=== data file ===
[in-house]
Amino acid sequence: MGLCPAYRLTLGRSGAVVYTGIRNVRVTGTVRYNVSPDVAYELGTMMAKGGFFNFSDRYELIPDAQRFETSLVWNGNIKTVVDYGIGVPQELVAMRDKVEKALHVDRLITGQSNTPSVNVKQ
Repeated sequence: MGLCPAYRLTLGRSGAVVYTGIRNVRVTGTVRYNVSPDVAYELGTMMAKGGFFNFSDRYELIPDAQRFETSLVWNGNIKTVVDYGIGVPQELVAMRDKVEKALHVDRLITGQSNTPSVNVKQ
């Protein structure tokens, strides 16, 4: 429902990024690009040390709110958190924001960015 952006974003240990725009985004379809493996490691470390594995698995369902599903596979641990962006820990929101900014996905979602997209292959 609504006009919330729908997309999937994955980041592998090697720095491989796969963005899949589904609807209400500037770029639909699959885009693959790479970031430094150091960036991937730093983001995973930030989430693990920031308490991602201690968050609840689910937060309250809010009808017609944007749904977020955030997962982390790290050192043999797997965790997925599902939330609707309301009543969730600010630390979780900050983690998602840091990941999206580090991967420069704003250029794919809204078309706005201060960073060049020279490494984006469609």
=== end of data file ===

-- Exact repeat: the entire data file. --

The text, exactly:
[in-house]
Amino acid sequence: MGLCPAYRLTLGRSGAVVYTGIRNVRVTGTVRYNVSPDVAYELGTMMAKGGFFNFSDRYELIPDAQRFETSLVWNGNIKTVVDYGIGVPQELVAMRDKVEKALHVDRLITGQSNTPSVNVKQ
Repeated sequence: MGLCPAYRLTLGRSGAVVYTGIRNVRVTGTVRYNVSPDVAYELGTMMAKGGFFNFSDRYELIPDAQRFETSLVWNGNIKTVVDYGIGVPQELVAMRDKVEKALHVDRLITGQSNTPSVNVKQ
């Protein structure tokens, strides 16, 4: 429902990024690009040390709110958190924001960015 952006974003240990725009985004379809493996490691470390594995698995369902599903596979641990962006820990929101900014996905979602997209292959 609504006009919330729908997309999937994955980041592998090697720095491989796969963005899949589904609807209400500037770029639909699959885009693959790479970031430094150091960036991937730093983001995973930030989430693990920031308490991602201690968050609840689910937060309250809010009808017609944007749904977020955030997962982390790290050192043999797997965790997925599902939330609707309301009543969730600010630390979780900050983690998602840091990941999206580090991967420069704003250029794919809204078309706005201060960073060049020279490494984006469609």